A yogi seated on a tiger skin
Mandi artists used a direct, folkish style. Sometimes the drawings are done with thick black outlines filled in with colour wash. The backgrounds are often flat and dense with dark browns and blues. In Mandi, Shiva was an important deity so myths and stories about Shiva and Parvati are common in the paintings.
It was not uncommon for a ruler to arrange a portrait of a mystic or guru. Here the guru is shown in meditation, his frailness indicating that he is fasting. His left hand is on his begging bowl made from a human skull. Round his legs is the sash used in meditation. The tiger skin often symbolises Shiva and the inscription (in takri script) indicates that he is Adintha, a member of the Nath sect of yogis. His crystal earrings and horn pendant also indicate this. The plain red border and flat background are typical of Pahari Hindu paintings but the green colour shows Mughal influence.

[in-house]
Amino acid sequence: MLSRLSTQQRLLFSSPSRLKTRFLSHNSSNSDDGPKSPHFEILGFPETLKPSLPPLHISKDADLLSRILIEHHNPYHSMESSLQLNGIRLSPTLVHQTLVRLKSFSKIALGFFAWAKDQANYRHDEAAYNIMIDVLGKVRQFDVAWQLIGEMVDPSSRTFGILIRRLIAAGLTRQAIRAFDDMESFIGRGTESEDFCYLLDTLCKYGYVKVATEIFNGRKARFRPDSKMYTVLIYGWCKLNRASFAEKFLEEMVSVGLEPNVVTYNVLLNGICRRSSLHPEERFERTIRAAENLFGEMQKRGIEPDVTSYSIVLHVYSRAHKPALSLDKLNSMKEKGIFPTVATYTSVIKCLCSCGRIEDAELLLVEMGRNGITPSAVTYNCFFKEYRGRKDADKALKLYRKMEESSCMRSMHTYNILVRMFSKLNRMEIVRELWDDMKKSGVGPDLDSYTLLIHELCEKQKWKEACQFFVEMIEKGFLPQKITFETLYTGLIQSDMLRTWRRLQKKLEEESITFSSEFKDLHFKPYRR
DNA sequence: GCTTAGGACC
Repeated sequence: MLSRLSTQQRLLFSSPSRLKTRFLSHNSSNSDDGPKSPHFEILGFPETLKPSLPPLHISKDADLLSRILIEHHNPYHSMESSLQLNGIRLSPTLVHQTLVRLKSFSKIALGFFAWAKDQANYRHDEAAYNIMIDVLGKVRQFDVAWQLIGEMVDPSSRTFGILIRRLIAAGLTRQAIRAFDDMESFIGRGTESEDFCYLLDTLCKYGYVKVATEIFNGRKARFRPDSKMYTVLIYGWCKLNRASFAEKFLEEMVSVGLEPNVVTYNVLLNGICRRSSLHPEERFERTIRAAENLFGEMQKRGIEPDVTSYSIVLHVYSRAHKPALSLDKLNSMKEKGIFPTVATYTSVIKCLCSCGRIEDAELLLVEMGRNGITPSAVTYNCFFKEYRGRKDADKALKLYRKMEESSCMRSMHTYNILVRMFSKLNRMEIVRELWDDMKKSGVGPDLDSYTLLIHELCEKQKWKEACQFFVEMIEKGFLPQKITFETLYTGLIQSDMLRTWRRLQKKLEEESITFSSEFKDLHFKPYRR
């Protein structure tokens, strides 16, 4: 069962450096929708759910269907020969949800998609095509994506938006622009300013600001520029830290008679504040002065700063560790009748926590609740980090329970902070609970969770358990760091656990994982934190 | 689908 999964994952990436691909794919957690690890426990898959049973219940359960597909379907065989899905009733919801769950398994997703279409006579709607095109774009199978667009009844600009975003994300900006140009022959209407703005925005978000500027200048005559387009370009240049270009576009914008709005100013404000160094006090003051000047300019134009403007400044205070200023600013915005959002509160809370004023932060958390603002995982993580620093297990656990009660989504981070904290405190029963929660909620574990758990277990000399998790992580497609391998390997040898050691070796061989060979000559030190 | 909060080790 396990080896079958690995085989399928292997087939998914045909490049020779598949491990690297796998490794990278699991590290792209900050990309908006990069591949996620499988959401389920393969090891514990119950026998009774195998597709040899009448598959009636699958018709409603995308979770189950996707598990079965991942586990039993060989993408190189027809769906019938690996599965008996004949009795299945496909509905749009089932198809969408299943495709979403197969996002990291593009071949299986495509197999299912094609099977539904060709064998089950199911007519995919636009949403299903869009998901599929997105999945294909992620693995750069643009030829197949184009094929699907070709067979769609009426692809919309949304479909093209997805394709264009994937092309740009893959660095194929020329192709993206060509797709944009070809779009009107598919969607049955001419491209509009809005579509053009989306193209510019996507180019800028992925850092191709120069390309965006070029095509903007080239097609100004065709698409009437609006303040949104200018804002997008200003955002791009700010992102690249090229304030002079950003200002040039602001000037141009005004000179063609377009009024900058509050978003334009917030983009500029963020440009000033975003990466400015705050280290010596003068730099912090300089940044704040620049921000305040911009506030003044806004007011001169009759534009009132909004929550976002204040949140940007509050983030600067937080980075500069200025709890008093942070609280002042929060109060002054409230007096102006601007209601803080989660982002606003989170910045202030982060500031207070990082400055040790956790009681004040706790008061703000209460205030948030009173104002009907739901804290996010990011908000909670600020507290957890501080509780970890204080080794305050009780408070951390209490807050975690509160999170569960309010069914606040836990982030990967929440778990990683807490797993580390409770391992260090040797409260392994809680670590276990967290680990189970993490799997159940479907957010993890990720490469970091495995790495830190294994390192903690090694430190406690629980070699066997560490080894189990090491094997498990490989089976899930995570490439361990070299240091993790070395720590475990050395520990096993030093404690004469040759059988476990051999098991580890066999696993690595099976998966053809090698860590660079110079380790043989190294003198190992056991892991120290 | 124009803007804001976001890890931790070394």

Description taken from the ‘Art From The Indian Sub-Continent In The Sainsbury Centre’ catalogue by Margaret A. Willey (Sainsbury Centre, UEA, 1995).
Not on display
Title/Description: A yogi seated on a tiger skin
Artist/Maker: Mandi School
Object Type: Drawing
Measurements: Unframed: (h. 251 x w. 159 x d. 1 mm) Framed: (h. 395 x w. 295 x d. 20 mm)
Accession Number: 801
Historic Period: Late 17th century
School/Style: Indian Miniatures